Growth Hormone Enhances Lean Body Mass, Not Muscle Mass or Physical Performance
By John Schieszer
TORONTO, Canada—Growth hormone, which is often used by older adults who are hoping to reverse the effects of aging and build muscle mass, does increase lean body mass, but the gain is mostly due to water retention, according to findings presented at the annual meeting of the Endocrine Society. And contrary to popular belief, growth hormone supplementation does not improve physical performance of recreational athletes, except when supplemented with testosterone.
This 8-week study included 97 healthy male and female athletes (aged 18-40 years). The 33 women were randomly assigned to growth hormone or placebo. The 64 men were randomly assigned to growth hormone, testosterone, a combination of these, or placebo. Blood samples were obtained before, during, and 6 weeks after stopping the drugs.
The amount of supplemental growth hormone used was up to 4 times greater than the daily amount that the body produces naturally, which is more than currently used to treat medical conditions related to growth hormone deficiency but is still considered safe for such a short study.
Both before and after hormone administration, fat mass and lean body mass were measured. Extra cellular water was also analyzed, because growth hormone is known to cause fluid retention.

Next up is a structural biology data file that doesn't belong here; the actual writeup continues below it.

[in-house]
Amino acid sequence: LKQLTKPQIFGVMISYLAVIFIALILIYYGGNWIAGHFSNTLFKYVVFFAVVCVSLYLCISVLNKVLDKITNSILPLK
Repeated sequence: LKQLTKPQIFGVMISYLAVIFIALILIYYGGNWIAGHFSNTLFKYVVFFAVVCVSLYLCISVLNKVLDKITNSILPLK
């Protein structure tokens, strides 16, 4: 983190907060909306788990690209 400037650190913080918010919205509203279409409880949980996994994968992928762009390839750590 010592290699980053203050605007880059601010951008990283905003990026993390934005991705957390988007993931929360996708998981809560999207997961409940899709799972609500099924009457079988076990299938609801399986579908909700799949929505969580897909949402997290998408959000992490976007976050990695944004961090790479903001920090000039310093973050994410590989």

Physical performance was measured before and after hormone administration. The participants bicycled to test for endurance and sprint capacity, performed dead-lift dynamometry (power-lifting) to test body strength, and jumped vertically to test power.
Results showed that in women, growth hormone did not change physical performance compared with placebo. In men, neither growth hormone nor testosterone alone changed any performance level, but the combination of both hormones significantly increased sprint capacity.
"We were surprised to find that human growth hormone has no effect on muscle mass or sports performance; however, when taken with testosterone, it does have an effect," said coinvestigator Ken Ho, MD, head of the Pituitary Research Unit at the Garvan Institute of Medical Research, Sydney, Australia.
Dr Ho said this is "the first large-scale study to evaluate the effects of human growth hormone taken alone and in combination with testosterone in athletes."
Growth hormone has been thought to be a potent performance-enhancing drug since the early 1980s, and many middle-aged and older adults are reportedly buying it over the internet. Dr Ho noted that abuse of growth hormone poses health risks, including diabetes and heart abnormalities.
"A lot of young people and elderly folks do take hormone supplementation to boost performance and energy levels, and the bottom line is that we have used high and safe doses of growth hormone and have found it does not have any beneficial effects," Dr Ho told IMWR. "There is an enormous number of websites promoting these hormones as antiaging and vitality-boosting substances, and this is a common belief that has pervaded."
He added that primary care physicians may need to consider advising their patients against taking these hormones by telling them that the risks and costs outweigh any potential health benefits.